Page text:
One day early last fall, I wandered into a store in San Francisco’s Mission District and found a pen. In its collapsed form it was about three-and-a-half inches long and the basic shape of a high-caliber bullet, like the round from a hunting rifle. When you removed the tip, and turned it around, it became a pen. At first, I thought: This is kind of stupid. But it also struck me as weirdly elegant, the way the lower grip was sheathed within the upper portion, and I liked its shiny brass casing. It wasn’t very expensive, so I bought it — what the hell.
Within a couple of weeks, back home in New York, I had new, intense feelings about the pen. I was using it constantly. Within a month, I had found on Amazon, then bought in bulk, what I reasoned was a lifetime’s supply of the pen’s very specific ink cartridges. This was a transformative pen. I needed it to be with me forever.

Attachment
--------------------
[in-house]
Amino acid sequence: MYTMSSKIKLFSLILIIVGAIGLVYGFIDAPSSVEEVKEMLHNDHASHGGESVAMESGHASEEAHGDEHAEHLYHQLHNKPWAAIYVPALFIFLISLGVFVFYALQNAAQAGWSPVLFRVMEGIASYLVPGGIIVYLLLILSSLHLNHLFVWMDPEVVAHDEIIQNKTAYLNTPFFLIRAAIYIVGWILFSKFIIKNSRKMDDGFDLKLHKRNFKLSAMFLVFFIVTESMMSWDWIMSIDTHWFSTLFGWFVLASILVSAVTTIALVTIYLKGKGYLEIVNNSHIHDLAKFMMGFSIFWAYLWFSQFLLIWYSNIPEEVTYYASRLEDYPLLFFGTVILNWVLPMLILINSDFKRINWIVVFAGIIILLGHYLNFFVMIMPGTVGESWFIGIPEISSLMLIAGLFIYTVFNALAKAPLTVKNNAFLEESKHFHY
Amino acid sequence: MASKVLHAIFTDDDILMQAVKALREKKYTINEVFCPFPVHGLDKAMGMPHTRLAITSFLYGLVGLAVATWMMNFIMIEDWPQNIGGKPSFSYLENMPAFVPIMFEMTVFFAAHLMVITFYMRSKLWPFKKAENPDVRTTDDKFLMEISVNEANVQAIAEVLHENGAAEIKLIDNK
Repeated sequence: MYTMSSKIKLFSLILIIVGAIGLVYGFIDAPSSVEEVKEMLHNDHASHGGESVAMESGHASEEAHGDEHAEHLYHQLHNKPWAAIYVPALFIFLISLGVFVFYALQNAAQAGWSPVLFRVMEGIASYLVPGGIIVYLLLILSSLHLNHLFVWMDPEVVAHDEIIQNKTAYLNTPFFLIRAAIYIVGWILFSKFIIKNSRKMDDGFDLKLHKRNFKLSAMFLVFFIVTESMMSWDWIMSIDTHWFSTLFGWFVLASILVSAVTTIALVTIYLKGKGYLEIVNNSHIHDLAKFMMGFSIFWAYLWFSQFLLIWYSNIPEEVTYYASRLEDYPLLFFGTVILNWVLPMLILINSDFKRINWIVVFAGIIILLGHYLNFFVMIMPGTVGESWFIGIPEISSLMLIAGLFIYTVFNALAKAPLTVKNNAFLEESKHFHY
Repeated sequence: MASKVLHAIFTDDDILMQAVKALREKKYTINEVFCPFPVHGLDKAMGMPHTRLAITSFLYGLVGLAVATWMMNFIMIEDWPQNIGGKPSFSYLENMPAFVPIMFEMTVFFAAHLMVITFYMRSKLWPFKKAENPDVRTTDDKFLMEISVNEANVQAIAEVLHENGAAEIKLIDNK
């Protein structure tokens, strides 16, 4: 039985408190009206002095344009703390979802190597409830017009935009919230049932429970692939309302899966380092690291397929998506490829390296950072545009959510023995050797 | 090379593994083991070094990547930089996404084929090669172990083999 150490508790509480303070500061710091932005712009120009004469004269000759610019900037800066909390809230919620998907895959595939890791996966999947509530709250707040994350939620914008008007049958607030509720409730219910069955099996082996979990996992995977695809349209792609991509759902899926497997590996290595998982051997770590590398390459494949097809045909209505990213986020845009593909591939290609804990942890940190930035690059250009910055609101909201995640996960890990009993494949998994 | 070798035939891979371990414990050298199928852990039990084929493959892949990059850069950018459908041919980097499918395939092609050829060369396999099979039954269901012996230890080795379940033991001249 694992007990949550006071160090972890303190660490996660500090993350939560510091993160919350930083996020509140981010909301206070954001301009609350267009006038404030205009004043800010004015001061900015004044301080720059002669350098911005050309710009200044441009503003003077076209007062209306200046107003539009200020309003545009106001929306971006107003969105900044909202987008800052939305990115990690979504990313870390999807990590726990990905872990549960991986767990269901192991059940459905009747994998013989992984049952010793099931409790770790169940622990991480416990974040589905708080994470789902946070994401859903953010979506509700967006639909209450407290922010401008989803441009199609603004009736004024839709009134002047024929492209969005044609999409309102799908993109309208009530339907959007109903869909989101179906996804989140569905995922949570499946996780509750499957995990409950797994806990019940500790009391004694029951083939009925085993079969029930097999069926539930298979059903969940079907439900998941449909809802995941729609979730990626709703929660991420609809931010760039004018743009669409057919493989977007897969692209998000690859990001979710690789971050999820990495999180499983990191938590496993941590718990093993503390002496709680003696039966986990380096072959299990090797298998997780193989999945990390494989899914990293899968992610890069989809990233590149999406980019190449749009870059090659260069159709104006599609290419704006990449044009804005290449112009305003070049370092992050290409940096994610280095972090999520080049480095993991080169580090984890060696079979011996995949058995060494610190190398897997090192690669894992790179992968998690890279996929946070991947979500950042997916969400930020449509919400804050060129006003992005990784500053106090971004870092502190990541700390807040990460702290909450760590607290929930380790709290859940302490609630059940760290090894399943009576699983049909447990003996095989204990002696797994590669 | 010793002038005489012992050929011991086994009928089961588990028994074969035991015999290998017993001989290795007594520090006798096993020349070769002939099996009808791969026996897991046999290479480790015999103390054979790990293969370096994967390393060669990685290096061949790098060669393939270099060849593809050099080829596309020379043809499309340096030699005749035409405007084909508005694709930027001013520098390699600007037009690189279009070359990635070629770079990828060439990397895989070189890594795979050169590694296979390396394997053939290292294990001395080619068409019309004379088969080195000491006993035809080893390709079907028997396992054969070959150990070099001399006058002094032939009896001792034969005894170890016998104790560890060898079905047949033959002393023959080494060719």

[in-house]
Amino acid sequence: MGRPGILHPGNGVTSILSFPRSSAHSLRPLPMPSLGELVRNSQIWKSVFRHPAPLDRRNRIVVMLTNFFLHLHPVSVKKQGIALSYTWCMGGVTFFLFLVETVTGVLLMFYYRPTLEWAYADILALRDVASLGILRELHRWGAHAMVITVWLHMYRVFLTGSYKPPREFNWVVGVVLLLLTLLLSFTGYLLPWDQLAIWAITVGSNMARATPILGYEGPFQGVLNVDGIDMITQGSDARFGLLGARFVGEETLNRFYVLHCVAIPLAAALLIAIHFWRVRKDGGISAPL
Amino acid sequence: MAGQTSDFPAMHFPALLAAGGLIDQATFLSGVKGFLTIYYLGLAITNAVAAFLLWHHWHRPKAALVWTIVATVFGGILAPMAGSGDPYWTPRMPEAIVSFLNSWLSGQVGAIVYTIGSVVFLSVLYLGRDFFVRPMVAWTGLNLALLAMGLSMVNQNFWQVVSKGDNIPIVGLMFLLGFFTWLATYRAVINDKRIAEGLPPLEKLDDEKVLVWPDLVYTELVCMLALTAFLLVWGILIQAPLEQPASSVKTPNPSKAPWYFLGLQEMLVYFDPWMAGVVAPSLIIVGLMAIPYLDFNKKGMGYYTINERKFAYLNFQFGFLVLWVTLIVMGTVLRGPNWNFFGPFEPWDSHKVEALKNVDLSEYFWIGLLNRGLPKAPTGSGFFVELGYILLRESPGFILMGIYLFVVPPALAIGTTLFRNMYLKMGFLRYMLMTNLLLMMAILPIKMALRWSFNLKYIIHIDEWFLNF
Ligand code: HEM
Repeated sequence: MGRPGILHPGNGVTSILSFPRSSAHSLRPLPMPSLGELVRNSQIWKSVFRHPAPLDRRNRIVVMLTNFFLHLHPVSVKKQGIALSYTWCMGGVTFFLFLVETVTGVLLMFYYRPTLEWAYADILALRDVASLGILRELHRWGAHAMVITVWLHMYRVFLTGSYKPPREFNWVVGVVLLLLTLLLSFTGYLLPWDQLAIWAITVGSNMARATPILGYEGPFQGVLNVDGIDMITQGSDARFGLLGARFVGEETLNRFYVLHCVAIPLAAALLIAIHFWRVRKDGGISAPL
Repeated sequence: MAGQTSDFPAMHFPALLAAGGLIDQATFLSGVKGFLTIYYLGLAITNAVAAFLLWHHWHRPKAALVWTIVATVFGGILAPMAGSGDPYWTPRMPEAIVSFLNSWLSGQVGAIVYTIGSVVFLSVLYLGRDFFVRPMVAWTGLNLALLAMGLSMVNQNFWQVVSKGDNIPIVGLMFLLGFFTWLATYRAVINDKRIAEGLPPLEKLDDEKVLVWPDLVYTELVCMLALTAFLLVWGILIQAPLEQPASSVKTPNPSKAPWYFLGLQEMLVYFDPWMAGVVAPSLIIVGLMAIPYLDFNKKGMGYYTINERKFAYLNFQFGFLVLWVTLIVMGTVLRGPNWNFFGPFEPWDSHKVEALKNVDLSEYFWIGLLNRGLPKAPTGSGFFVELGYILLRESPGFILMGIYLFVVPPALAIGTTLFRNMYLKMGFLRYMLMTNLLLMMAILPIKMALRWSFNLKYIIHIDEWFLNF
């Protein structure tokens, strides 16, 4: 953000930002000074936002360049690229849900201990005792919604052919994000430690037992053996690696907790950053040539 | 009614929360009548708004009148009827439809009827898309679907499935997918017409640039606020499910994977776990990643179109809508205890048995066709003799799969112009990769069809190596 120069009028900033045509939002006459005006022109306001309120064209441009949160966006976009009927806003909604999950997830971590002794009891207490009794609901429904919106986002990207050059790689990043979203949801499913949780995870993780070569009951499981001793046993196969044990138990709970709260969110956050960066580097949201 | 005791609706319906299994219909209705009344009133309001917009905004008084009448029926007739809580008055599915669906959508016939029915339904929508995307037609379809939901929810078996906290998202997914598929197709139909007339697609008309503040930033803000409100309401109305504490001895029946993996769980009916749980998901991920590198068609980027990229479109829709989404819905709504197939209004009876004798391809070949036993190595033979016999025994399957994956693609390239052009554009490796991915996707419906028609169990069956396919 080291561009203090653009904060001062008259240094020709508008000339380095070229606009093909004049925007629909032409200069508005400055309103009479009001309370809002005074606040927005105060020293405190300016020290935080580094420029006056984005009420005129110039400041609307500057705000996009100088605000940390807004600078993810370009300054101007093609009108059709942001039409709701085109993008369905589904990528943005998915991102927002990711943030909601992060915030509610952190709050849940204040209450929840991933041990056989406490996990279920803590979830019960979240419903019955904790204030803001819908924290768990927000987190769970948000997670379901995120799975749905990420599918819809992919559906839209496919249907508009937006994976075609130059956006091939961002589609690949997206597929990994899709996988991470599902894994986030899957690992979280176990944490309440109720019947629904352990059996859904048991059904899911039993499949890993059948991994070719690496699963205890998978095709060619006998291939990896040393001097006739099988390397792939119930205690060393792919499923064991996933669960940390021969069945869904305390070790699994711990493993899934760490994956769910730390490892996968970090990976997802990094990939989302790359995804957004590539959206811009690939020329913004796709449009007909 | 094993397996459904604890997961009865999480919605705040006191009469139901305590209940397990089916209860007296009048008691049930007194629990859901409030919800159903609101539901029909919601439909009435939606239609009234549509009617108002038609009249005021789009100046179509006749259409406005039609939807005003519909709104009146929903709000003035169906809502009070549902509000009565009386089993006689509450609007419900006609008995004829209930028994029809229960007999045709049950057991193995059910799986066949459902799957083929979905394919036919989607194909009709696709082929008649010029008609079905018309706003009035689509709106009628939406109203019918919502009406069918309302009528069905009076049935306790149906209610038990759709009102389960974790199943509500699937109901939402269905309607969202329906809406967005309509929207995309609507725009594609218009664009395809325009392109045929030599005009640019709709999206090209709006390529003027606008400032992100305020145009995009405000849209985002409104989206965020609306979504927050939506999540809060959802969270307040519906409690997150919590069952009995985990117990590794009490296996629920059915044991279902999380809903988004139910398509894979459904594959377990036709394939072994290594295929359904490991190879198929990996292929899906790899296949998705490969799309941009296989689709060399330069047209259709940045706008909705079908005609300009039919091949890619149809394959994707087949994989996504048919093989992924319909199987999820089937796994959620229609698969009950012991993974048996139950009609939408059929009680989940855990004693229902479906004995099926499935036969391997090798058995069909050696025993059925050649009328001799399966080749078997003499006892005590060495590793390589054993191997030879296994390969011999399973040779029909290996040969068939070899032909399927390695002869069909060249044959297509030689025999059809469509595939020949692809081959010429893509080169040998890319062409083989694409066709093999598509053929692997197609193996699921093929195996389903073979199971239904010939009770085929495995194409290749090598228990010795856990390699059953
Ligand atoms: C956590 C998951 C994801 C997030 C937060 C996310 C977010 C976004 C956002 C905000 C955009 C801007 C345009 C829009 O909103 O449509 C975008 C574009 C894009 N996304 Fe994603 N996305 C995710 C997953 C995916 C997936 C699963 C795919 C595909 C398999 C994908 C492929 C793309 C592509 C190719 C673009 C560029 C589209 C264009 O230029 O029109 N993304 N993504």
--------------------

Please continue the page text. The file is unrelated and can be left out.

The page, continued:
We’re talking about the Midori Brass Ballpoint Pen, a Japanese design sold either in weird corners of the one-click-shop internet, or in well-curated design stores in gentrified neighborhoods in large American cities. (I bought mine at Voyager, on Valencia Street.) Surely there are hundreds of other collapsible pens. There are also, I know, many very beautiful pens. I submit that the Midori is a rare combination of both, and for that reason it is extraordinary. It is both very good-looking and small. I keep mine in the coin pocket of my jeans. I carry it almost everywhere.
In my time Before Pen, I was loath to carry anything. I resented bringing a bag with me to appointments. I do not enjoy having my jacket pockets filled with things. When given the choice between overprepared and underprepared, I usually chose the latter. But the Midori bullet pen shifted my relationship to preparation. Because it was beautiful, I wanted to carry it everywhere. Because it was small, I could. Now I am never the Guy Who Needs to Borrow a Pen. I am the Guy With a Pen. What a strange and marvelous turn of events. Please ask me to sign something.
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